These guidelines provide rules and tips to all who contribute code to the Kyma repositories.

Read about:


The file contains the official rules for naming objects in Kyma.

Naming and structure guidelines

General names

The product is called Kyma. Use kyma if uppercase letters are not available or not typical in a specific context.

Source code repositories

Place all repositories belonging to the product under the Kyma location on GitHub. Do not use Kyma-related prefixes, such as kyma-, in the repository names. Name the repository using lowercase, and separate words with dashes, for example catalog-service-api.

Kyma components

The components directory contains the sources of all Kyma components. A Kyma component is any Pod, container, or image deployed with and referenced in a Kyma module or chart to provide the module's functionality. Each subdirectory in the components directory defines one component.


Every Kyma component resides in a dedicated folder which contains its sources and a file. This file provides instructions on how to build and develop the component.

The component's name consists of a term describing the component, followed by the component type. The first part of the name may differ depending on the component's purpose. This table lists the available types:

controllerA Kubernetes Controller which reacts on a standard Kubernetes resource or manages Custom Resource Definition resources. The component's name reflects the name of the primary resource it controls.namespace-controller
controller-managerA daemon that embeds all Kubernetes Controllers of a domain. Such an approach brings operational benefits in comparison to shipping all controllers separately. A controller-manager takes the name of the domain it belongs to.asset-store-controller-manager
operatoris a Kubernetes Operator which covers the application-specific logic behind the operation of the application, such as steps to upscale a stateful application. It reacts on changes made to custom resources derived from a given CustomResourceDefinition. It uses the name of the application it operates.application-operator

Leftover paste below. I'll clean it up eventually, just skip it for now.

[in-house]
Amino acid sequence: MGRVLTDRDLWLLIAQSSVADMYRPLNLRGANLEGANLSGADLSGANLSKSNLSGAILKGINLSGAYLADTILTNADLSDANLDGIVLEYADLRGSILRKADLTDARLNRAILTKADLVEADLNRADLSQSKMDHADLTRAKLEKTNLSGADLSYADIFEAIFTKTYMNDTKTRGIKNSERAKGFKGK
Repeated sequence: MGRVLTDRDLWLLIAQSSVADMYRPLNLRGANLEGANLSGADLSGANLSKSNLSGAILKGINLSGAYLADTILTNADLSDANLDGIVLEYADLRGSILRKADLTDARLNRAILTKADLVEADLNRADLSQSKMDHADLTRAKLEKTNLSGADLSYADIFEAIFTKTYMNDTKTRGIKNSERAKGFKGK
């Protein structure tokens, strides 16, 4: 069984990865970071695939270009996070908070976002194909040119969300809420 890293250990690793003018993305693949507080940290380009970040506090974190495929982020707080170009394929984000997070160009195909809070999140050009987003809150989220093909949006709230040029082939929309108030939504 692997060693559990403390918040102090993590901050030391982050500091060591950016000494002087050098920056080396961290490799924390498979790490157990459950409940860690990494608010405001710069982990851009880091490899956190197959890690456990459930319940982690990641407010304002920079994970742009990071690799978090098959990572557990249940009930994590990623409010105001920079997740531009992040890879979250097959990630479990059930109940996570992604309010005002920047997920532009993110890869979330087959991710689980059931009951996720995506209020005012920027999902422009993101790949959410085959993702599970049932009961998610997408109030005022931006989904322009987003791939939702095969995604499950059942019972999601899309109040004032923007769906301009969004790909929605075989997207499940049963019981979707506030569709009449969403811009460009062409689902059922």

jobA Kubernetes Job which performs a task once or periodically. It uses the name of the task it performs.istio-patch-job (not renamed yet)
proxyActs as a proxy for an existing component, usually introducing a security model for this component. It uses the component's name.apiserver-proxy
serviceServes an HTTP/S-based API, usually securely exposed to the public. It uses the domain name and the API it serves.connector-service
brokerImplements the OpenServiceBroker specification to enrich the Kyma Service Catalog with the services of a provider. It uses the name of the provider it integrates
configurerA one-time task which usually runs as an Init Container in order to configure the application.velero-plugins-configurer


Follow the development guide when you add a new component to the kyma repository.

Custom Resource Definition

This document provides guidelines on writing CustomResourceDefinition (CRD) files. The document explains where to place the CRD files and what content to include in them, and specifies the naming conventions to use.

Third party CRDs

If you use a third-party CRD, apply the location and file name recommendations from this guide. Keep the content unaltered if the technical requirements allow it. The content must comply with the company's software usage policy and the third-party CRD's license.

Location and file name

Place the Kyma CRDs in the cluster-essentials Helm chart folder under the files subdirectory, and use singular file names, for example crontab.crd.yaml. Include additional names or terms in the file names to differentiate them from other CRDs, for example crontab-v1.crd.yaml. In the file name, do not include words which appear in the file path. For example, /resources/cluster-essentials/templates/resources-crontab.crd.yaml is not compliant because the word "resources" appears both in the file name and the path.

To differentiate CRDs from other types of Kubernetes resource files, end the file names with the .crd.yaml suffix and include the CRD name or any subset of it. If a file name consists of several words, separate them with hyphens, and use only lowercase letters.